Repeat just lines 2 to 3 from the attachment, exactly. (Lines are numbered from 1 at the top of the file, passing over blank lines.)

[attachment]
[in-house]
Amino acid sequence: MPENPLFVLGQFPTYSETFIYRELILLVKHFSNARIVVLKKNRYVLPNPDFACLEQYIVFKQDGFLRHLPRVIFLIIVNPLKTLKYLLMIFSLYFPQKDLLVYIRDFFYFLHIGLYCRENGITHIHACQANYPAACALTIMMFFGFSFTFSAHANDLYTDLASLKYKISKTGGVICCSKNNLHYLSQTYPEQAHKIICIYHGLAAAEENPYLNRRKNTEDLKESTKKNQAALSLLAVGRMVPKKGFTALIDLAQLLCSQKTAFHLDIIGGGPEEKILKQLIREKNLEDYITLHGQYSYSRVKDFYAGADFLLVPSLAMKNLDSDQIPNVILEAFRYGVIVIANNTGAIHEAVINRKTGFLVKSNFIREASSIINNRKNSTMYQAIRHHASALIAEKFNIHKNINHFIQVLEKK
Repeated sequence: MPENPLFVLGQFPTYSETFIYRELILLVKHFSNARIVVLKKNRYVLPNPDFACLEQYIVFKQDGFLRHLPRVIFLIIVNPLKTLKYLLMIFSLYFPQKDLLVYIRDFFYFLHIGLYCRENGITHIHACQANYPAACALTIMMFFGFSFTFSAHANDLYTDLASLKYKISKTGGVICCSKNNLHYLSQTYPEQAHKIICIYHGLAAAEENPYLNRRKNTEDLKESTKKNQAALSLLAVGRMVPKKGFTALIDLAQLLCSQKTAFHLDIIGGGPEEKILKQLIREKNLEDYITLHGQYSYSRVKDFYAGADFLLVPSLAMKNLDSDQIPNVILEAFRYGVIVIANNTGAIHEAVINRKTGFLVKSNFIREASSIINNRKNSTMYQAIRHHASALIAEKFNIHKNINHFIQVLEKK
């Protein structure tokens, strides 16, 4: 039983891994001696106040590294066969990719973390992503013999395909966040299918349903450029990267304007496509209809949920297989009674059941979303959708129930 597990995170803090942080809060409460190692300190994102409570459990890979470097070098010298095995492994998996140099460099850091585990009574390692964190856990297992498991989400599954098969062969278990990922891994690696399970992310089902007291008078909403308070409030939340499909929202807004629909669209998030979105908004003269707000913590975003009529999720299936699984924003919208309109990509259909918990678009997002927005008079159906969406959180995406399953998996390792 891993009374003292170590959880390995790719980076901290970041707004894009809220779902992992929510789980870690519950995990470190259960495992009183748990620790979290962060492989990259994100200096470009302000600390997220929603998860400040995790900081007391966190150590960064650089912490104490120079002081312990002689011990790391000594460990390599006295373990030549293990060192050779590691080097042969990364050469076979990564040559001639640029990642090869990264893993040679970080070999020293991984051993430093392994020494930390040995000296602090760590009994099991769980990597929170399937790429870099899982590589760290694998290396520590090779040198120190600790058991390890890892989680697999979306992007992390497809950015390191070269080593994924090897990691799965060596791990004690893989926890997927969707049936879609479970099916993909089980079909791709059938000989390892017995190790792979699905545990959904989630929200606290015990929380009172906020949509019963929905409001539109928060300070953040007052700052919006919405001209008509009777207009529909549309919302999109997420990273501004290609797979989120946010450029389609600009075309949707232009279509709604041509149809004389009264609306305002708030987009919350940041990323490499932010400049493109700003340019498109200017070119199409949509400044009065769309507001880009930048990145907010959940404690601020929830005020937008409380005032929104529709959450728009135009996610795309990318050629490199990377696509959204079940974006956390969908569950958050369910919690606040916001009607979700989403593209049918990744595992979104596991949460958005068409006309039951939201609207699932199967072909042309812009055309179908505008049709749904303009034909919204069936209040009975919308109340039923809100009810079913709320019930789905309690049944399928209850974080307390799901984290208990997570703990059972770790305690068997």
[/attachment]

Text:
Amino acid sequence: MPENPLFVLGQFPTYSETFIYRELILLVKHFSNARIVVLKKNRYVLPNPDFACLEQYIVFKQDGFLRHLPRVIFLIIVNPLKTLKYLLMIFSLYFPQKDLLVYIRDFFYFLHIGLYCRENGITHIHACQANYPAACALTIMMFFGFSFTFSAHANDLYTDLASLKYKISKTGGVICCSKNNLHYLSQTYPEQAHKIICIYHGLAAAEENPYLNRRKNTEDLKESTKKNQAALSLLAVGRMVPKKGFTALIDLAQLLCSQKTAFHLDIIGGGPEEKILKQLIREKNLEDYITLHGQYSYSRVKDFYAGADFLLVPSLAMKNLDSDQIPNVILEAFRYGVIVIANNTGAIHEAVINRKTGFLVKSNFIREASSIINNRKNSTMYQAIRHHASALIAEKFNIHKNINHFIQVLEKK
Repeated sequence: MPENPLFVLGQFPTYSETFIYRELILLVKHFSNARIVVLKKNRYVLPNPDFACLEQYIVFKQDGFLRHLPRVIFLIIVNPLKTLKYLLMIFSLYFPQKDLLVYIRDFFYFLHIGLYCRENGITHIHACQANYPAACALTIMMFFGFSFTFSAHANDLYTDLASLKYKISKTGGVICCSKNNLHYLSQTYPEQAHKIICIYHGLAAAEENPYLNRRKNTEDLKESTKKNQAALSLLAVGRMVPKKGFTALIDLAQLLCSQKTAFHLDIIGGGPEEKILKQLIREKNLEDYITLHGQYSYSRVKDFYAGADFLLVPSLAMKNLDSDQIPNVILEAFRYGVIVIANNTGAIHEAVINRKTGFLVKSNFIREASSIINNRKNSTMYQAIRHHASALIAEKFNIHKNINHFIQVLEKK